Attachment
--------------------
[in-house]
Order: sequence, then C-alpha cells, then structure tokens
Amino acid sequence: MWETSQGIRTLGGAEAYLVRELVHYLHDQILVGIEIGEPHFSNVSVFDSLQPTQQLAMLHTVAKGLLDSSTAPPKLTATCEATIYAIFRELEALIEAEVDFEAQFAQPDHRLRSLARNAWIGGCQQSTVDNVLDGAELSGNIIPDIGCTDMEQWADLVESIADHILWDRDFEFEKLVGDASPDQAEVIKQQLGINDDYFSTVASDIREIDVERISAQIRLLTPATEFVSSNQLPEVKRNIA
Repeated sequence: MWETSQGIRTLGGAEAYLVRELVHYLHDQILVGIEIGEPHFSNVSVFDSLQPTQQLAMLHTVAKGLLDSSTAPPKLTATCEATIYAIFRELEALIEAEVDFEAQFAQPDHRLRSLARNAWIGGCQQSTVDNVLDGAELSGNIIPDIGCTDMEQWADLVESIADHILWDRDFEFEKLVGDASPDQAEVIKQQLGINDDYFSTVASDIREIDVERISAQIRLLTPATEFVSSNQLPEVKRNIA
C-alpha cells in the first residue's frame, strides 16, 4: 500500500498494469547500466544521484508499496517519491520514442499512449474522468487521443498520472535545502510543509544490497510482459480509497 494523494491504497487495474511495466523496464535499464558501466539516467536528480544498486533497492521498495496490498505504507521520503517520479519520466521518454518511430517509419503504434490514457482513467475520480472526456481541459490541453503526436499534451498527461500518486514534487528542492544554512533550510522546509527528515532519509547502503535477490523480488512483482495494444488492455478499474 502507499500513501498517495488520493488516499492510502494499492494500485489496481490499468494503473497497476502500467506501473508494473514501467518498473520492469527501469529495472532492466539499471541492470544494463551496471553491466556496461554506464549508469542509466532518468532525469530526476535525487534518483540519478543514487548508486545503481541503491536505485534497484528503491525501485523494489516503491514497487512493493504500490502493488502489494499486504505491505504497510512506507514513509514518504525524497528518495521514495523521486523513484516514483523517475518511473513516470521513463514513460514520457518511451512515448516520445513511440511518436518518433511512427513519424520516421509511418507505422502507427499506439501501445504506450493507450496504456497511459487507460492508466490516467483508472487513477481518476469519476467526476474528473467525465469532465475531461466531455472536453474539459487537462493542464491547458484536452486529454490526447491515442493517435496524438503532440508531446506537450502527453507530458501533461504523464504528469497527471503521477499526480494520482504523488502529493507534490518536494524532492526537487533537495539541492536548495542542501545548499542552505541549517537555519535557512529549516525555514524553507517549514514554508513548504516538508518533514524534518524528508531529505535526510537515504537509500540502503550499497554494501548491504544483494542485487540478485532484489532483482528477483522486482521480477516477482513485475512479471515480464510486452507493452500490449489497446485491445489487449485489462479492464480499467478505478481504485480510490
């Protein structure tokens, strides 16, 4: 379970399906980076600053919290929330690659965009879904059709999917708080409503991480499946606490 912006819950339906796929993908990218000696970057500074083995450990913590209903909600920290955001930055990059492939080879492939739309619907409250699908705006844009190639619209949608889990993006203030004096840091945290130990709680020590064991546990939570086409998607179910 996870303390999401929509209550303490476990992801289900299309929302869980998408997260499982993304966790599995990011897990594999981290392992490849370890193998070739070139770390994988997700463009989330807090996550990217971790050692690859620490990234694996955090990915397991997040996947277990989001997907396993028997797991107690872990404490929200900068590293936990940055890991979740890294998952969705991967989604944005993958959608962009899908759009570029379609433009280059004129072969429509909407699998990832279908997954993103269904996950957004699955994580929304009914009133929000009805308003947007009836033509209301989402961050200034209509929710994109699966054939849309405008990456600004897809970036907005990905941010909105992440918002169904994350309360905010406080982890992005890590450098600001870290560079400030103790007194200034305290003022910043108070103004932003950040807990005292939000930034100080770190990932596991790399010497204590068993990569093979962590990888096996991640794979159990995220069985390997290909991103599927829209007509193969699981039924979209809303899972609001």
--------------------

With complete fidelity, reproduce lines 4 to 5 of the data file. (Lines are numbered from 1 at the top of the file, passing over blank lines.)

Repeated sequence: MWETSQGIRTLGGAEAYLVRELVHYLHDQILVGIEIGEPHFSNVSVFDSLQPTQQLAMLHTVAKGLLDSSTAPPKLTATCEATIYAIFRELEALIEAEVDFEAQFAQPDHRLRSLARNAWIGGCQQSTVDNVLDGAELSGNIIPDIGCTDMEQWADLVESIADHILWDRDFEFEKLVGDASPDQAEVIKQQLGINDDYFSTVASDIREIDVERISAQIRLLTPATEFVSSNQLPEVKRNIA
C-alpha cells in the first residue's frame, strides 16, 4: 500500500498494469547500466544521484508499496517519491520514442499512449474522468487521443498520472535545502510543509544490497510482459480509497 494523494491504497487495474511495466523496464535499464558501466539516467536528480544498486533497492521498495496490498505504507521520503517520479519520466521518454518511430517509419503504434490514457482513467475520480472526456481541459490541453503526436499534451498527461500518486514534487528542492544554512533550510522546509527528515532519509547502503535477490523480488512483482495494444488492455478499474 502507499500513501498517495488520493488516499492510502494499492494500485489496481490499468494503473497497476502500467506501473508494473514501467518498473520492469527501469529495472532492466539499471541492470544494463551496471553491466556496461554506464549508469542509466532518468532525469530526476535525487534518483540519478543514487548508486545503481541503491536505485534497484528503491525501485523494489516503491514497487512493493504500490502493488502489494499486504505491505504497510512506507514513509514518504525524497528518495521514495523521486523513484516514483523517475518511473513516470521513463514513460514520457518511451512515448516520445513511440511518436518518433511512427513519424520516421509511418507505422502507427499506439501501445504506450493507450496504456497511459487507460492508466490516467483508472487513477481518476469519476467526476474528473467525465469532465475531461466531455472536453474539459487537462493542464491547458484536452486529454490526447491515442493517435496524438503532440508531446506537450502527453507530458501533461504523464504528469497527471503521477499526480494520482504523488502529493507534490518536494524532492526537487533537495539541492536548495542542501545548499542552505541549517537555519535557512529549516525555514524553507517549514514554508513548504516538508518533514524534518524528508531529505535526510537515504537509500540502503550499497554494501548491504544483494542485487540478485532484489532483482528477483522486482521480477516477482513485475512479471515480464510486452507493452500490449489497446485491445489487449485489462479492464480499467478505478481504485480510490